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Alphabet to Internet: media in our lives

Alphabet to Internet: media in our lives

Fang, Irving E., author

What Greek philosopher thought writing would harm a student's memory? Was the poet Byron's daughter the first computer programmer? Who plays more video games, women over 18 or teenage boys? In 'Alphabet to Internet', Irving Fang looks at each medium of communication through the centuries, asking not only, 'What happened?' but also, 'How did society change because of this new communication medium?' and, 'How are we different as a result?'

Paperback, Book. English.
Third edition.
Published New York: Routledge, 2015
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Available: Newton Park

  • Newton Park – One available in Main Collection 302.23/FAN

    Barcode Shelfmark Loan type Status
    00335050 Main Collection 302.23/FAN Standard Available

Details

Statement of responsibility: Irving Fang
ISBN: 1138805858, 9781138805859
Intended audience: Specialized.
Note: Includes bibliographical references and index.
Note: Previous edition: Saint Paul, MN: Rada Press, 2012.
Physical Description: viii, 384 pages : illustrations (black and white) ; 26 cm
Subject: Mass media; Mass media History.; Digital media; Media Studies.

Contents

  1. Introduction
  2. 1. Writing: Gathering Knowledge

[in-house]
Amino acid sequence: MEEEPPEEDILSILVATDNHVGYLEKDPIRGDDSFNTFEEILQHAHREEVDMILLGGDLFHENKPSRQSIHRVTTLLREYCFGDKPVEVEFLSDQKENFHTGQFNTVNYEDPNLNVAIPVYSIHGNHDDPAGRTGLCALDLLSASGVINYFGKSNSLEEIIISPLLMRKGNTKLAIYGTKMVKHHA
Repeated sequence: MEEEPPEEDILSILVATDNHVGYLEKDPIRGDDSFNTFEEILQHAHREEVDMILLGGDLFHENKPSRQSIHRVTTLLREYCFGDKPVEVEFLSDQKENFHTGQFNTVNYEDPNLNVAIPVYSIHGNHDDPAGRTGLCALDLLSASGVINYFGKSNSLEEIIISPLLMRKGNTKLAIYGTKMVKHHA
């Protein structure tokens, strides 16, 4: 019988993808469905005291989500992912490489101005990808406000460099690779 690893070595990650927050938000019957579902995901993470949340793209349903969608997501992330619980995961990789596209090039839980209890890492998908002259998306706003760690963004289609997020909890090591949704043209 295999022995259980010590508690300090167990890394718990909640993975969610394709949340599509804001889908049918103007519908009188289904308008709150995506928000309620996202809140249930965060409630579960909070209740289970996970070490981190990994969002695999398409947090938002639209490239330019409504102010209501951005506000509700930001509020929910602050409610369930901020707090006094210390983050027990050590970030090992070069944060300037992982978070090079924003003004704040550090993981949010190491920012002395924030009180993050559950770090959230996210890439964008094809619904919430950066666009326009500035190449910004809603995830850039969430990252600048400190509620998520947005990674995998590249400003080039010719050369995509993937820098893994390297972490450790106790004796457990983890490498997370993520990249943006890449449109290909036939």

3. 2. Printing: Reaching More of Us
  4. 3. Mail: The Snail that Could
  5. 4. Telegraph: Uniting the United States
  6. 5. Telephone: Reaching Without Touching
  7. 6. Recording: Beyonce Sings Better Than Our Sister
  8. 7. Photography: Personal and So Much More
  9. 8. Movies: Made by More of Us
  10. 9. Radio: Helping Us Through the Rough Years
  11. 10. Television: Pictures in Our Parlors
  12. 11. Computers: Beyond Calculation
  13. 12. The Internet: The World at Our Fingertips
  14. 13. Video Games: Leaning Forward
  15. 14. Persuasion: The Push Never Stops
  16. 15. We Are Different: Living in a World of Social Change

Author note

Irving Fanghas been a journalist, teacher, author, and publisher. His career has included the Daily Timesof Nigeria, Reuters, ABC News, and the University of Minnesota. He wrote the first book about television news skills and possibly the first doctoral dissertation ever printed by computer. He lives in Cambridge, Massachusetts.

Reviews

Praise for previous editions of Alphabet to Internet(whose first edition was named by Choice as one of the "outstanding academic titles for 2008"):

"This book doesn't plod along. Instead, like a good mystery novel, it hooks readers. Each chapter makes readers eager for the next as Fang brings history to life." -Sue Burzynski Bullard, Journalism and Mass Communication Quarterly

"Encompassing a vast amount of terrain and synthesizing a range of scholarly and popular sources, Fang's Alphabet to Internetwill provide readers and instructors with a ready source of information on the historical development of media technologies." -Andrew Salvati, H-Net

"[Fang] offers a remarkable one-volume history tracing the development of mediated communication from the earliest forms of writing to contemporary computer-based communications." -G. A. Mayer, Choice

"Alphabet to Internet . . . by Irving Fang is a tour-de-force by the emeritus University of Minnesota journalism professor. . . . The breadth of material here is amazing, ranging from the pre-historic (briefly!) to the plethora of services we have today." -Christopher Sterling, Communication Booknotes Quarterly